4、  When Ferandoes senses were recovered againe, and he found himselfeto be in such a darkesome place; not knowing where he was, hebeganne to crie and make a noyse. When presently the Monke ofBologna (according as the Abbot had tutored him) stept into thedungeon, carrying a little waxe candle in the one hand, and a smartingwhip in the other, going to Ferando, he stript off his cloathes, andbegan to lash him very soundly. Ferando roaring and crying, couldsay nothing else, but where am I? The Monke (with a dreadfull voyce)replyed: Thou art in Purgatory. How? saide Ferando; what? Am I dead?Thou art dead (quoth the Monke) and began to lash him lustilyagaine. Poore Ferando, crying out for his Wife and little Sonne,demanded a number of idle questions, whereto the Monke still fittedhim with as fantasticke answers. Within a while after, he set bothfoode and wine before him, which when Ferando saw, he saide; How isthis? Doe dead men eate and drinke? Yes, replyed the Monke, and thisfoode which here thou seest, thy Wife brought hither to the Churchthis morning, to have Masses devoutly sung for thy soule, and as toother, so must it be set before thee, for such is the command of thePatrone of this place.
5、  According as his intention aymed, so he longed to put it inexecution, and having imparted his mind to an honest loyall friend,named Adriano, who was acquainted with the course of his love:hyring two horses, and having Portmantues behind them, filled withmatters of no moment, they departed from Florence, as if they had somegreat journey to ride. Having spent the day time where themselves bestpleased, darke night being entred, they arrived on the plaine ofMugnone, where, as if they were come from the parts of Romanio, theyrode directly to this poore Inne, and knocking at the doore, thehonest Hoste (being familiar and friendly to all commers) opened thedoore, when Panuccio spake in this manner to him. Good man, we mustrequest one nights lodging with you, for we thought to have reached sofarre as Florence, but dark night preventing us, you see at what alate houre wee are come hither. Signior Panuccio, answered thehoste, it is not unknowne to you, how unfiting my poore house is,for entertaining such guests as you are: Neverthelesse, seeing you areovertaken by so unseasonable an houre, and no other place is neere foryour receite; I will gladly lodge you so well as I can.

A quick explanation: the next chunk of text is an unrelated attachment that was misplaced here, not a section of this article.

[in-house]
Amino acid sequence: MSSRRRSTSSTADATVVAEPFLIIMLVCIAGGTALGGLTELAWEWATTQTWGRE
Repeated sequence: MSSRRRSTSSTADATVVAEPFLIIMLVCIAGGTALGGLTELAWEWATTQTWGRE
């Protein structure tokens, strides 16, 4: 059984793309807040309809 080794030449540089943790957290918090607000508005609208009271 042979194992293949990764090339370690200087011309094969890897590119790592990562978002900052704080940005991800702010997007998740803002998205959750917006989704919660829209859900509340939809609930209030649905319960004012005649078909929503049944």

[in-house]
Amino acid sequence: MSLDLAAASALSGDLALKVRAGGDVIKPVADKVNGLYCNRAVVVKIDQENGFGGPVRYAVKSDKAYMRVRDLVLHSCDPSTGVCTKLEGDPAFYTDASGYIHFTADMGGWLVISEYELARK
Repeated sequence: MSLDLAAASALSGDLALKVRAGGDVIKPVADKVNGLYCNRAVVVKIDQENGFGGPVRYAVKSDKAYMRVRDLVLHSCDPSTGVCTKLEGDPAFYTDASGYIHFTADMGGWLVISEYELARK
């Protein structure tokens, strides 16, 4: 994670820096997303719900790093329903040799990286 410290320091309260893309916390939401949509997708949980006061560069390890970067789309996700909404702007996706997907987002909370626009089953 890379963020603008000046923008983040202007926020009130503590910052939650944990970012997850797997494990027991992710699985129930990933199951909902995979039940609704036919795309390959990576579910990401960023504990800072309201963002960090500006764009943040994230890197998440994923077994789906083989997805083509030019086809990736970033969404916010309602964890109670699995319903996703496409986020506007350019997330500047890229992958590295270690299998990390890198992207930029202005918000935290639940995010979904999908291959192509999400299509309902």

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网友评论(Aw9b3CpV67348))

  • 特斯拉 08-04

      Had lesse heart-greeving,

  • 金建琳 08-04

      Sending presently abroad, and buying all the Hennes that the Countryaffoorded, shee commaunded her Cookes, that onely of them (without anyother provision beside) they should prepare all the services that theycould devise. On the morrow, the King came according to his promise,and was most honourably welcomed by the Lady, who seemed in his eye(far beyond the Knights speeches of her) the fairest creature thatever he had seene before; whereat he mervailed not a little, extollingher perfections to be peerelesse, which much the more enflamed hisaffections, and (almost) made his desires impatient. The King beeingwithdrawne into such Chambers, as orderly were prepared for him, andas beseemed so great a Prince: the houre of dinner drawing on, theKing and the Lady Marquesse were seated at one Table, and hisattendants placed at other tables, answerable to their degrees ofhonour.